I recommend moving the compass with roughly equal angle steps around three perpendicular axis. For the accelerometer, you can use any support (metallic or not) to help position the compass, but it is very important to wait until the compass is completely at rest (no vibration) before hitting the ‘x’ character.

For the magnetometer, try to use the lightest non-magnetic support (wood or plastic), and use the ribbon cable to keep away the FTDI brekout and especially the laptop (all this in a magnetic clean environment!).

The 2 raw data files can then be processed by the Magneto software. The Pro Mini source file can then be edited with the new values and recompiled.

Unfortunately, this is not the end of the game if we want to be rigorous. We will have to look for misalignments between three independent reference frames: the compass base, the accelerometer plan and the magnetometer plan, with a final offset correction when compared to a known heading.

But the compass should already be quite usable, as these last corrections will be quite small compared to what has been accomplished.


A low-cost marine compass (Part 1 - Hardware)
A low-cost marine compass (Part 2 - Software)


Wednesday, August 20, 2014

A low-cost marine compass (Part 2 – Software)

The problem with low-cost sensors is that the accelerometer outputs are very noisy (much less so for the magnetometer).

The LSM303D sensor is one of 2 magnetic sensors supported by the PX4 development team. The solution they have chosen to reduce the noise in the accelerometer outputs is to apply a low-pass software filter to the measurements, in addition to the hardware low-pass filter built into the chip. In this project, I have ported their LSM303D SPI driver and 2-pole software filter to the WinAVR environment.

I have also kept the strategy adopted for my Hi-Res compass, which is to use a higher sampling rate for the accelerometer, and take the average result in the calculation performed after each magnetometer measurement.

I have chosen a 6.25 Hz sampling rate for the LSM303D magnetometer, to insure that it will operate in its hi-resolution mode. The accelerometer sampling rate is set at 200 Hz, and the cut-off frequency of the software low-pass filter is set at 40 Hz.

Here is a general explanation of the code behaviour during normal operation.

The Pro Mini continually reads triple raw values (x,y,z) from the accelerometer. For each axis, it feeds the raw value to the software low-pass filter, which spits out a new filtered value for each axis. The filtered values are accumulated and counted.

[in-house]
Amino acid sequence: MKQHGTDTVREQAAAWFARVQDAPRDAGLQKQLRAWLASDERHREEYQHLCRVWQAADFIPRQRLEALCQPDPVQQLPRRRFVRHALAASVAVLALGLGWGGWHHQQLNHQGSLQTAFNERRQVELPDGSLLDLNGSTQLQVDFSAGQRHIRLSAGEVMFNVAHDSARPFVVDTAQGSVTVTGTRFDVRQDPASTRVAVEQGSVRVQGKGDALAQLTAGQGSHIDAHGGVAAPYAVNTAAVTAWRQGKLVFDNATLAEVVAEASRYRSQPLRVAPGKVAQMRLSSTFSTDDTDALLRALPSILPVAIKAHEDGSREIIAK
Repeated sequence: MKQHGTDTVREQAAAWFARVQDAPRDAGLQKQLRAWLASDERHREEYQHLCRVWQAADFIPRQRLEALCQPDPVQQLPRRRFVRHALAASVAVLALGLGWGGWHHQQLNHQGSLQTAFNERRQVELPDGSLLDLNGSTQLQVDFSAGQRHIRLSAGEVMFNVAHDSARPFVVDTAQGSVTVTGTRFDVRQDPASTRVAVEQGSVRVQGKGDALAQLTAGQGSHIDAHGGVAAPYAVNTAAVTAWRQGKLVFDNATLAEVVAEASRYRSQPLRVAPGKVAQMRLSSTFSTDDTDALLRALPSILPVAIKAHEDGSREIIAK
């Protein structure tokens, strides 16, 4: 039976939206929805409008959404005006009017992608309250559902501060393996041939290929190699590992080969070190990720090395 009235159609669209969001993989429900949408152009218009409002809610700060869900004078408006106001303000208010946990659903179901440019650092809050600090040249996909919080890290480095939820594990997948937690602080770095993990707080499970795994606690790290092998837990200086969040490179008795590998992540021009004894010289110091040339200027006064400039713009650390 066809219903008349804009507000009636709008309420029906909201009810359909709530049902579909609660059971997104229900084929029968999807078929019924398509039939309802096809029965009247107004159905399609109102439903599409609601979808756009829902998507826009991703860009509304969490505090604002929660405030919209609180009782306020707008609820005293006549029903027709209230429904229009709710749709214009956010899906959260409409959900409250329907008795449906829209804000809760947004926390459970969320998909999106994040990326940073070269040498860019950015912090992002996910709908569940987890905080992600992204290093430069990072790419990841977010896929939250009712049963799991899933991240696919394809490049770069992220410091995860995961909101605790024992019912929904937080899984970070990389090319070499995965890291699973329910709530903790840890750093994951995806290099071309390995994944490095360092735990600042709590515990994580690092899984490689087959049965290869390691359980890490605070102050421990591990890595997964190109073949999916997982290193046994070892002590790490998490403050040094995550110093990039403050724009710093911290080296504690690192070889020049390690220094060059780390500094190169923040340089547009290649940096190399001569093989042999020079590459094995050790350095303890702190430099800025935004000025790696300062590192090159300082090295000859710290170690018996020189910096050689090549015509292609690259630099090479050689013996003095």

Each time the LSM303D magnetometer has a new set of 3 raw values available (x,y,z), it fires an interrupt on the Pro Mini. When this happens, the Pro Mini applies the calibration correction to the magnetometer values. It calculates the average of the accelerometer filtered values since the last interrupt, and applies the calibration correction. From this set of 6 values, it calculates the tilt-compensated heading, and the heel and pitch angles. It formats the results in 2 NMEA sentences that are sent to the serial port (115200 baud), 6.25 times per second. 


The source code for the WinAVR environment can be found here. I am using Programmer’s Notepad to compile the code and program the Pro Mini through the Arduino bootloader. 

This implies that the calibration factors have already been found since they appear as constants in the code. The software has other modes of operation useful for developing these calibration factors, which will be presented in Part 3 of this series.


A low-cost marine compass (Part 1 – Hardware
A low-cost marine compass (Part 3 - Calibration

Tuesday, August 19, 2014

A low-cost marine compass (Part 1 – Hardware)

For an electronic compass, the accuracy depends more on the quality of the calibration that on the price of the components. Here is the design of a low-cost compass developed around this idea.

The compass is based on the LSM303D chip which combines a 3-axis accelerometer and a 3-axis magnetometer. I used the Pololu carrier board featuring this chip (9.95 US$).



The other component of the compass is an Arduino Pro Mini 328 – 3.3V/8Mhz from Sparkfun (9.95 US$). The Pro Mini communicates with the LSM303D through the SPI bus, using drivers adapted from the PX4 Development Team. The 2 components are hardwired together to keep a compact form.




The following picture illustrates the small compass besides my Hi-Resolution custom compass previously described on this blog.



Here is the wiring diagram for SPI communication. The FTDI breakout is used to program the Pro Mini and to read the LSM303D raw data during the calibration step.






The long ribbon cable is required during calibration so that the compass can be moved around at a safe distance from the breakout and the laptop to avoid magnetic interference. After calibration, the ribbon cable is used to power the compass (3.3V) and to transmit the tilt-compensated heading and the heel angle through the serial link to whatever instrument that needs it.


A low-cost marine compass (Part 2 – Software) 
A low-cost marine compass (Part 3 - Calibration)